Christianity represented one of the few challenges to the status quo–it had to be crushed or co-opted. Diocletian tried repression. When this failed, Constantine tried the other tack, converting to Christianity and subordinating the Church to imperial rule.
Some Christians revolted against ideas of alliance with empire, but many saw advantages to the Church in the new situation. Most prominent of these was Augustine (354-430), the Bishop of Hippo, a city in North Africa.
Augustine formulated the ideology of a new alliance between Church and state that shaped the next thousand years of Western history. The cosmology he developed, of an eternal, infinite, perfect God, separated from a finite, degenerate earth, reflected the social realities of the late empire–an Emperor with godlike powers and subjects with no autonomy.
Augustine believed that God has subjected humanity to an ever-increasing burden of evil and misery as punishment for Adam’s original sin. He held that God’s justice is shown “in the agonies of tiny babies.” The bottom line was that the evils of this world had to be simply endured, an idea he borrowed from the Greek and Roman Stoic philosophers. The only hope lay in faith in salvation in the next world.
But there was also opposition to Augustine’s views, and the arguments were not mere theological debating points. In Egypt and North Africa, the Donatist movement among Christians led opposition to the empire and the alliance of Church and state.
Donatist peasants and agricultural workers attacked landlords, tax collectors and creditors, freed slaves, and destroyed rent rolls and land titles. The Donatists controlled many churches in North Africa, and Rome’s imperial legions were unable to defeat them on their own.
Augustine–“the hammer of the Donatists”–played a crucial role in crushing the revolt. He used the Church’s resources to attack the leaders of the Donatist “heresy.” The Donatists were eventually defeated by a combination of the first Catholic inquisition and imperial troops.
But the Roman victory was to be short-lived. After sacking Rome, the Vandals conquered North Africa in 430, the year of Augustine’s death. They took over the vast landed estates and forced much of the empire’s population into serfdom. According to one historian:
With the collapse of the empire in the west, Augustine’s cosmology was adopted by Christians in the following millennium. This view of a world created out of nothing, steeped in sin and misery, and rightly ruled by the harsh authority of Church and State, was perfectly fitted to the petrified society of the self-sufficient landholders, who needed neither merchants nor philosophers nor scientists. They required only a religion that would encourage serfs to accept their lot.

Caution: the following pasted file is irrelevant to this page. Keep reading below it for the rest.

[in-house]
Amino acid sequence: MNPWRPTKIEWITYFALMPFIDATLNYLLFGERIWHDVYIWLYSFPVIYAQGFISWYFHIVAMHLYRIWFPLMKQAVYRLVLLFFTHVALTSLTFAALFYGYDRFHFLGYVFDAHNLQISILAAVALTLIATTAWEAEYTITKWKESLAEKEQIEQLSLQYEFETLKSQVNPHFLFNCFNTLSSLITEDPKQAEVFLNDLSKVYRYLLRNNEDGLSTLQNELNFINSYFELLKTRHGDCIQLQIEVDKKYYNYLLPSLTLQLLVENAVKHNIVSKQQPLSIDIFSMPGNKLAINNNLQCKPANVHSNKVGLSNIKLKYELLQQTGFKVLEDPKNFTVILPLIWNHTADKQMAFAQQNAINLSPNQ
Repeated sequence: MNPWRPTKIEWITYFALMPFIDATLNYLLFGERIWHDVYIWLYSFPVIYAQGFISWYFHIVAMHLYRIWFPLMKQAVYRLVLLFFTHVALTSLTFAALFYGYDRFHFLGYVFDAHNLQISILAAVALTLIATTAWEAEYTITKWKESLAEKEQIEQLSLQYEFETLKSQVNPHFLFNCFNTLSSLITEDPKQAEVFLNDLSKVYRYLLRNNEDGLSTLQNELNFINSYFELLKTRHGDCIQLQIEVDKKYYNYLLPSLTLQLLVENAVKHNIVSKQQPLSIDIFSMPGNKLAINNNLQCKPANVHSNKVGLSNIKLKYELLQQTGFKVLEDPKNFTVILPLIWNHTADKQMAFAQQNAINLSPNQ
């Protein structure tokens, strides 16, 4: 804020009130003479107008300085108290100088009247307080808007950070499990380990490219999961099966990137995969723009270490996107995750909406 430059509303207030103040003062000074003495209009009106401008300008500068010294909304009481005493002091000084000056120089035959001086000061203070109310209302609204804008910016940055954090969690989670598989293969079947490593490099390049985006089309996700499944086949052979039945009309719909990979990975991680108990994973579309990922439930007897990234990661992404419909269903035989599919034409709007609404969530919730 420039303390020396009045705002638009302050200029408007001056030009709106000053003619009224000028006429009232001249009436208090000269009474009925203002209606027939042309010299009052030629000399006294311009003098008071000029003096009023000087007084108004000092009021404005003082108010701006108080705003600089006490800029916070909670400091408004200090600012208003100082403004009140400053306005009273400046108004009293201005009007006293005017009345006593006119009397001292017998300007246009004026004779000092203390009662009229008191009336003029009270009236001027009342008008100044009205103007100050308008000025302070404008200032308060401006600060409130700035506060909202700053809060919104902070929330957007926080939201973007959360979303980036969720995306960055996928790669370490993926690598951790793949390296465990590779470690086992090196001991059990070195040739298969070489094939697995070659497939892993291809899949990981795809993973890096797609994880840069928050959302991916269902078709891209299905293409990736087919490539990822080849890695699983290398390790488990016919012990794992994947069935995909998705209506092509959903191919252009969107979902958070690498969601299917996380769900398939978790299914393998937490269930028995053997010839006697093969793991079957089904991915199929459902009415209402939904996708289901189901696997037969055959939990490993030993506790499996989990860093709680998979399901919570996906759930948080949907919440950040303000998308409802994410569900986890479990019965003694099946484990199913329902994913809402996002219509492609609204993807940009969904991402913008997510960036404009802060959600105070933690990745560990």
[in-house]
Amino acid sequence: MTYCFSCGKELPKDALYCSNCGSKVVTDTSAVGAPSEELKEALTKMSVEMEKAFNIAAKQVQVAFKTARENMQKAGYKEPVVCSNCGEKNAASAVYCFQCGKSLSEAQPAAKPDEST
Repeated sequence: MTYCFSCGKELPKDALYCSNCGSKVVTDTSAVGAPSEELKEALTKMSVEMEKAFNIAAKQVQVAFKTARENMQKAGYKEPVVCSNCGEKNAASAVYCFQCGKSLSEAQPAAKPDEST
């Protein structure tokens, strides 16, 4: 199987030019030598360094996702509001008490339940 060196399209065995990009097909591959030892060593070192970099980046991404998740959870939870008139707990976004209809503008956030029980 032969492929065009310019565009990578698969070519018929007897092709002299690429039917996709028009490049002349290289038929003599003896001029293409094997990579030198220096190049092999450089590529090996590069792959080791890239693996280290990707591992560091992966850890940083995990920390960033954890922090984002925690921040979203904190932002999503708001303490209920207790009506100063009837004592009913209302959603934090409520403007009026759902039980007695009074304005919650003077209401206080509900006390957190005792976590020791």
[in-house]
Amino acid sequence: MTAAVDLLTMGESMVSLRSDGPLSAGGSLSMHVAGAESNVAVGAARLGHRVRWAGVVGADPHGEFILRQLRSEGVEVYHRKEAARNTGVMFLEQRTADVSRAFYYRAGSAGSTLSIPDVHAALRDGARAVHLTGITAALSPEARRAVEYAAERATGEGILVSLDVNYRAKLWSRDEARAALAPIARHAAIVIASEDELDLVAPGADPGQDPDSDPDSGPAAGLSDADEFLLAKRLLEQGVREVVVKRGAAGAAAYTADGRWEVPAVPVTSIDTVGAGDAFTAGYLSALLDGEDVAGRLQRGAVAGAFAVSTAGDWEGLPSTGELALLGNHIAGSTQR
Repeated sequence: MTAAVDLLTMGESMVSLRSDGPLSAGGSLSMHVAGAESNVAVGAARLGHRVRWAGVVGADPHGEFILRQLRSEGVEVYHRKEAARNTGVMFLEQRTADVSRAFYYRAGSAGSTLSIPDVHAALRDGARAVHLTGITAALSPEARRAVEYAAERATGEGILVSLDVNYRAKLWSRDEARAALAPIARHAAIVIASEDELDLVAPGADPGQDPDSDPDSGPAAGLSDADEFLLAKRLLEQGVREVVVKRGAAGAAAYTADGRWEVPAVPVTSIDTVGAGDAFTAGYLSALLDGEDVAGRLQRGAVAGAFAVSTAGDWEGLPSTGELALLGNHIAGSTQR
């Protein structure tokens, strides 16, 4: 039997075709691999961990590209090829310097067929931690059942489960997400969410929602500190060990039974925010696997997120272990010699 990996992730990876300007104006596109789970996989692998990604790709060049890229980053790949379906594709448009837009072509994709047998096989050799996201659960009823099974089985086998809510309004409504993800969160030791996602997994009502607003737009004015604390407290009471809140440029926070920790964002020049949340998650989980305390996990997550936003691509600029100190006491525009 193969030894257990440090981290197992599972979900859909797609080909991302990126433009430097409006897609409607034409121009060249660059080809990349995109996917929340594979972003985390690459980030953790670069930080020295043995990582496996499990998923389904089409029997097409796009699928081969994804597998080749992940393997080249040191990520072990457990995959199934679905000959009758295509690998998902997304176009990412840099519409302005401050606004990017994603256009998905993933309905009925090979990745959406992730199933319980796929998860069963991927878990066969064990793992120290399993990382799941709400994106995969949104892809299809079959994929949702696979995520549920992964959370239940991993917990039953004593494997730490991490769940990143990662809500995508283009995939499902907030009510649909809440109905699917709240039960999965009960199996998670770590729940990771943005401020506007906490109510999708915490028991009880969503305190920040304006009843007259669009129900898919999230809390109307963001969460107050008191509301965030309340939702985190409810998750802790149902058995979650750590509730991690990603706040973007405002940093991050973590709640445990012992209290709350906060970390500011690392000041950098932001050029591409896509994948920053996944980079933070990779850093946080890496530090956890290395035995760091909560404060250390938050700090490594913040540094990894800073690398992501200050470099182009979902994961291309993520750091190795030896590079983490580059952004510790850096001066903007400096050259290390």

Augustine’s world, like that of the paganism the peasant previously knew, was a world with a yawning gap between heaven and earth, an earth peopled by demons and spirits, witches and devils. As Roman society retreated toward the level of primitive and impoverished agrarianism, so Augustine’s cosmology retreated toward the magical, irrational world of myth.
As the Church grew in wealth and influence, it ceased to be democratic in its internal structure. Power of bishops increased, and the Bishop of Rome became dominant over the other bishops. Church property was no longer the common property of the Christian community, but belonged to priesthood. The Church even opposed abolition of slavery–every parish priest had the right to have one male and one female slave. Monasteries also had great numbers of slaves, and the Church continued to own slaves into the Middle Ages.
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ALL THIS was a far cry from the description of Jesus in the gospels: “He has filled the hungry with good things, and sent the rich away with empty hands.” But the radical strand in Christianity has been revived many times in history, when social movements fighting against oppression have tried to find an ideology to justify their aims.